(AP) — Passover and its epic story — how the Jewish people escaped to freedom after plagues struck their oppressors — are uniquely resonant this year, as Jews find ways to honor the holiday amid the outbreak of what feels like a real-life plague.
The coronavirus has forced Jewish families to limit the celebratory Passover meals known as seders from extended families and friends to small, one-household affairs.
But the pandemic hasn’t cut the connection that Jews from all backgrounds feel to one of their calendar’s most important holidays – and, for many, the global crisis has deepened its meaning.
Rabbi Noam Marans, director of interreligious relations at the American Jewish Committee, described the gravity of Passover during the coronavirus by reciting a key portion of the Haggadah, the sacred text Jews use on the holiday.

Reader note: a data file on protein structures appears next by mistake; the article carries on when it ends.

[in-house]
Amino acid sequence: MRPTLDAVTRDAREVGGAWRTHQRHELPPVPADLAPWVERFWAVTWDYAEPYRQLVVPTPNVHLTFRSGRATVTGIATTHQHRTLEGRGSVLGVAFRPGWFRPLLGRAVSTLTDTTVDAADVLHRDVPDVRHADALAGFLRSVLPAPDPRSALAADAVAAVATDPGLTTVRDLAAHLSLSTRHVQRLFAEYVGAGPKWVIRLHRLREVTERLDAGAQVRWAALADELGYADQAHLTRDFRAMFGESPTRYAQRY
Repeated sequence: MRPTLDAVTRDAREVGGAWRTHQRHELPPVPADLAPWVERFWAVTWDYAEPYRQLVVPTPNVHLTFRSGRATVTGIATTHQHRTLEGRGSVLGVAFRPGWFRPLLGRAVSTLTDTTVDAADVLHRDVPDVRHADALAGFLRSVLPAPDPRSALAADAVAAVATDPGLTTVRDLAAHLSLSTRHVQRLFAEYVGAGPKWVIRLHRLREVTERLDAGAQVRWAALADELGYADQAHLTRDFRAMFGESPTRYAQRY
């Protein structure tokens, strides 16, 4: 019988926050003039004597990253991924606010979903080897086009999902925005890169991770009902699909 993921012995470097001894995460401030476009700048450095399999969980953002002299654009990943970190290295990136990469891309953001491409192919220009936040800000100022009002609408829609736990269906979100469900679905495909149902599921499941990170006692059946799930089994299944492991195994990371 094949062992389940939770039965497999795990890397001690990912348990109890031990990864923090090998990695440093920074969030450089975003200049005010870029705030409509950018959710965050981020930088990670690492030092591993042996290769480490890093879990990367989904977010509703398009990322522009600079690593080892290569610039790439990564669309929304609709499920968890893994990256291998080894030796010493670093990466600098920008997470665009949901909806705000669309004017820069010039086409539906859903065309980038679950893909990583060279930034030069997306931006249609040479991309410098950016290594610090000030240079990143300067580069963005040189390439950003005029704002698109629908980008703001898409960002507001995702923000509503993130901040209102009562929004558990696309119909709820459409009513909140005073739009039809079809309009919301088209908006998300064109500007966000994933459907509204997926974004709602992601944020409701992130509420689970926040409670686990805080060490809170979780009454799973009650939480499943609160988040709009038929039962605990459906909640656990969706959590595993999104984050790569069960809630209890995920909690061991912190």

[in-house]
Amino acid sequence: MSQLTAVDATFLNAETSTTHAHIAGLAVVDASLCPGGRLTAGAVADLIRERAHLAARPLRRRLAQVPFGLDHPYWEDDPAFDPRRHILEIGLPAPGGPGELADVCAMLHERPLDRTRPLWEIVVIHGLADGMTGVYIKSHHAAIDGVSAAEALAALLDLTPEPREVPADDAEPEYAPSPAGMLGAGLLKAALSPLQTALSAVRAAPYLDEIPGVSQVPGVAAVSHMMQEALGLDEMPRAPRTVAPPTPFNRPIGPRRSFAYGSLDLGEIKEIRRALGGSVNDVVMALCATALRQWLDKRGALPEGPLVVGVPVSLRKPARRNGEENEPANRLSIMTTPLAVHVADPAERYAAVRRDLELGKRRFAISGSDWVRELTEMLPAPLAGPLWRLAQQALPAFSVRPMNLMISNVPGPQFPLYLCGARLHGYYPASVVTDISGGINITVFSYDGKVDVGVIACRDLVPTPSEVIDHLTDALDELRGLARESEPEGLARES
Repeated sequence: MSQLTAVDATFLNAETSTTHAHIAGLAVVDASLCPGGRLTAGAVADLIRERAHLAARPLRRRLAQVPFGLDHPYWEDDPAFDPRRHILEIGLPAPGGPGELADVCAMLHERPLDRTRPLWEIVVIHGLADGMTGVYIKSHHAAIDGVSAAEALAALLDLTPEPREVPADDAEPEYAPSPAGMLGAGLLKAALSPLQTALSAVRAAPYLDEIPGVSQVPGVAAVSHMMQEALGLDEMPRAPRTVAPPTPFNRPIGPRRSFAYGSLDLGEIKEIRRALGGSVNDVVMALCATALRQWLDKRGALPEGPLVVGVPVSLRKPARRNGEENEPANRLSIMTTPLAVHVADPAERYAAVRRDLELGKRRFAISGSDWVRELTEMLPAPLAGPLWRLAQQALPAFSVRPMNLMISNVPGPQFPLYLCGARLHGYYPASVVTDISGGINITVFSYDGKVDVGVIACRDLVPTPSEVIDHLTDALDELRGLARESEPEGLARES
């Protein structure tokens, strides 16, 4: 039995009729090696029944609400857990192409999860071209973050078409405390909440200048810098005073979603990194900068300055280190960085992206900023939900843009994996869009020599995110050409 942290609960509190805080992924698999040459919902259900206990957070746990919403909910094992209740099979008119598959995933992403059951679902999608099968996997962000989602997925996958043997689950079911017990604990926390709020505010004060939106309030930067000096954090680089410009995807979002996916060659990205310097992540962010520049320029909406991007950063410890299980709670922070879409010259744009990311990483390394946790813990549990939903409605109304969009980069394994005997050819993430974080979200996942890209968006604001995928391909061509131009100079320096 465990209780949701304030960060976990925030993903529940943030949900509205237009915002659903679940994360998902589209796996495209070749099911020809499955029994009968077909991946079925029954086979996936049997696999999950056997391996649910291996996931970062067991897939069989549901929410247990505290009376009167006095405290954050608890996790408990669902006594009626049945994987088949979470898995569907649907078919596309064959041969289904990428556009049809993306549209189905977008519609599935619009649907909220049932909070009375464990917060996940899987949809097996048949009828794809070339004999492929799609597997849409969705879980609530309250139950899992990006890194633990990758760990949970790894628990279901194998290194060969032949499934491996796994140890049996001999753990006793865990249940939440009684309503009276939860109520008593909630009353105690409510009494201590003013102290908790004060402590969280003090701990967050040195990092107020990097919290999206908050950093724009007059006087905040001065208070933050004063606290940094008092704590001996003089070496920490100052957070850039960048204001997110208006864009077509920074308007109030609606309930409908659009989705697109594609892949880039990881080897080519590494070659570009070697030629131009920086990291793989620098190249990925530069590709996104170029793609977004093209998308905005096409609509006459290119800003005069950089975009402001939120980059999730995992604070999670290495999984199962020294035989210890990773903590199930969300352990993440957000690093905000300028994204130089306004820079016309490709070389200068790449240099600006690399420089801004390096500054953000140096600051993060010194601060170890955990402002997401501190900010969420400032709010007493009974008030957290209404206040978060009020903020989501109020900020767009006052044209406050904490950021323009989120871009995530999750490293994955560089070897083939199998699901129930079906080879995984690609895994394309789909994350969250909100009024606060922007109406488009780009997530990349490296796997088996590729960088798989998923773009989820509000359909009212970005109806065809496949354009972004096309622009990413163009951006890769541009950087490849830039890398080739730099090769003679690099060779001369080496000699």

“‘This year we are enslaved – next year we will be free.’ That aspiration is very real this year,” Marans said, looking ahead to a future victory over the disease.
As the all-are-welcome spirit of seders is constrained by public health rules set up to help stop the virus, more liberal Jewish communities are embracing digital connections with socially distant family and friends.